To soften the blow of this inevitable occurrence, Sam suggests lining the plant beds with low-lying liriope. This can help because the liriope is hardy enough to withstand the dog’s urine while simultaneously low enough to support larger shrubs and plants behind it. Finally, Sam reminds homeowners and dog lovers to be careful when choosing plants because some, like the Japanese Acuba, can be poisonous to dogs when chewed. Be sure to check with your local nursery before installing any plants.
As you can see, with a little effort and investment, a dog lover can enjoy both their landscape and their dogs….the two can co-exist!
How to Choose a Landscape Contractor by Jamie Newell
A landscape company that has a design staff is the best way to approach any landscape project. If you need something small like drainage and grading or a larger project such as an outdoor entertainment area, it is always a good idea to talk to a designer first. By consulting with an experienced designer, you will have the advantage of seeing the big picture. This will ensure that the completed task will fit nicely with the rest of your garden.
A design/build company will provide strong communication between the designer who made the arrangements and the workers who will install the project. If something unforeseen should arise, the designer can make on site changes to the project without delaying the job. There is nothing more frustrating than having two different companies blaming each other for something that was overlooked.
The first challenge is to find a good designer with a solid company to back them up. You might start by asking a friend or neighbor with a nice garden whom they would recommend. After you have chosen a well established company, it would be wise to see examples of their work and check their references. Stay away from a salesperson that is high pressure or doesn't spend time exploring different options with you. Choose someone who listens to your needs, asks the right questions, and understands the problem. Look for a designer that can communicate their ideas well.
The next step depends on the nature of the project. If it's a small or simple job a well written proposal is important to be sure everything discussed is included. If the job is large or complicated have a design prepared. A professional drawing may add cost but it can save a lot of headaches down the road. Whether you get a full scale rendering or a quick sketch, make sure the plan solves the problem and will look nice from season to season.
Once you have a qualified designer backed up by a reputable company with a good design, make sure the proposal is broken down in a way that you can see how much each task will cost. This will help you decide how to move forward in a budget conscious way and get the most for your investment. Be sure the agreement spells out a timetable for completion, payment schedule, specific walTanties, and the right to cancel.
Landscaping is a great investment for your property. When you decide to renovate your garden, make sure you choose the right company. Make sure the company is licensed, in good standing with the Better Business Bureau, and has good references. Before the project begins, have a good plan and a clearly written contract. Make sure the designer will be on the job to supervise the installation team. Be thorough before the job starts and you will end up with a garden that will grow nicely and stand up to the test of time.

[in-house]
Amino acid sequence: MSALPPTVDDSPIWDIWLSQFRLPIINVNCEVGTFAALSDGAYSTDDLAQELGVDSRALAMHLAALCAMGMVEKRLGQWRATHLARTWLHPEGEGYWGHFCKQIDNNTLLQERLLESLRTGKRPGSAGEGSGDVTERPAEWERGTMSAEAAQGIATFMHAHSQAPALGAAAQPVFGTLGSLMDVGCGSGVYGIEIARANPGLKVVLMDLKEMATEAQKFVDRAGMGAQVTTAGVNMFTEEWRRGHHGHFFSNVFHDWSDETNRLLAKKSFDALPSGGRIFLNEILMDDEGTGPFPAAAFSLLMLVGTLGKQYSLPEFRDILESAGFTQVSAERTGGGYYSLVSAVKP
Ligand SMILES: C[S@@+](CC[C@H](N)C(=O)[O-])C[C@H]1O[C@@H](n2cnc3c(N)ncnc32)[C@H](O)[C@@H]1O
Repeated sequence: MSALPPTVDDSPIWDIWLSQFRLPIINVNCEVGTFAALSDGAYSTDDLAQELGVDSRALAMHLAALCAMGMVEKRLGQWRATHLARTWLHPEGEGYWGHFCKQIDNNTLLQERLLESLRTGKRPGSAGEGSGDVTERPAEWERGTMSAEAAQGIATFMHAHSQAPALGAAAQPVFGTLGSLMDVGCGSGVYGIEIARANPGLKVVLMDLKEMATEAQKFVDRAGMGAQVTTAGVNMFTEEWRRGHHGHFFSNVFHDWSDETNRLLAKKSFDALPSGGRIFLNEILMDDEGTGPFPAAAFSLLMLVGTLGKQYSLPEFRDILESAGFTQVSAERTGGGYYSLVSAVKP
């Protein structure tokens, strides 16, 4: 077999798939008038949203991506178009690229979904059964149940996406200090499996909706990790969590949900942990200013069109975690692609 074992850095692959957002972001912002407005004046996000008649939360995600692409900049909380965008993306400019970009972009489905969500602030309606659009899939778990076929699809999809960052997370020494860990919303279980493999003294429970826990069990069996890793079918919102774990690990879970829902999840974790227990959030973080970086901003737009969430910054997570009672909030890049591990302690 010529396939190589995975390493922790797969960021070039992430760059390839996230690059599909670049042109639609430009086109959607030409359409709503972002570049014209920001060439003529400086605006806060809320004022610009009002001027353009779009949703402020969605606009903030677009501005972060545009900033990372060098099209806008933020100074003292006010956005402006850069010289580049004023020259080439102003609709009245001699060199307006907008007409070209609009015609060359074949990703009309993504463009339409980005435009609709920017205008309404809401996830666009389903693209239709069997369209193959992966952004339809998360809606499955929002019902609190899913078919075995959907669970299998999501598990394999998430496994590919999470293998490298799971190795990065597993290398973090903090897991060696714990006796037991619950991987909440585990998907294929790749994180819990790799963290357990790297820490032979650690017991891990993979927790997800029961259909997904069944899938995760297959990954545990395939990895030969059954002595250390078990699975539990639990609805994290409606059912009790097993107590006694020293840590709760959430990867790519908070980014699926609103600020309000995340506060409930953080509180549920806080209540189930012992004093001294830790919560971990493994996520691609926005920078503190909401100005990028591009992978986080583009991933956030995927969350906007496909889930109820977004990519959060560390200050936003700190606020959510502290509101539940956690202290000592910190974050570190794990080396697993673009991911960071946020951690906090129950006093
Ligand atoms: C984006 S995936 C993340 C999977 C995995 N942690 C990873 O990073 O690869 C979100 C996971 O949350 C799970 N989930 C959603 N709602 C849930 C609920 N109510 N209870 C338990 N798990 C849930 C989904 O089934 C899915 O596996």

Landscape Brighteners In lieu of summer's blazing color, many gardeners brace themselves for a winter of gray and brown, if not flat-out white. No matter if your winter is just a little chilly or bone-freezing cold, try these tips to brighten your landscape:
Install trees and shrubs that have beautiful exfoliating bark, vibrant berries, or bright evergreen foliage.
Install winter annuals or evergreens in containers near doors or windows, so you can enjoy them from indoors.
Not Your Average Pansy Every fall and spring all you see are the usual pansies in annual beds and containers. When the temperature drops and precipitation is in the forecast, those pansies look terrible and can develop gray mold. The pansy's cousin, the viola, is stronger and hardier, but has small blooms. Horticulturists have introduced the panola as a cross between the two. The panola has larger blossoms, better performance during inclement weather, and longer lasting blooms. The panola should be your new fall color standard!
Worried about your home's current value? Visit these links to learn how landscaping can help!
Lawn and Garden Equity
While studies show that you'll only recoup 80 to 90 cents on every dollar you spend to upgrade your kitchen or bath, professional landscape designers estimate that improvements to your lawn and garden can boost your home's value by 7 percent to 15 percent. Those findings have been confirmed by survey results from the Gallup Organization and the National Gardening Association, or NGA.
Value added: Consumers perceive a home with proper landscaping to be worth up to 11.3 percent more than its assessed value, according to 1999 study by Clemson University. The same study found that the return on the landscaping dollar is more than 100 percent.
"The whole trend for living outside is enormous right now" says Denis Flanagan, host of HGTV's One Garden, Two Looks and manager of membership services and PR for Landscape Ontario. "The garden has become an extension of the house."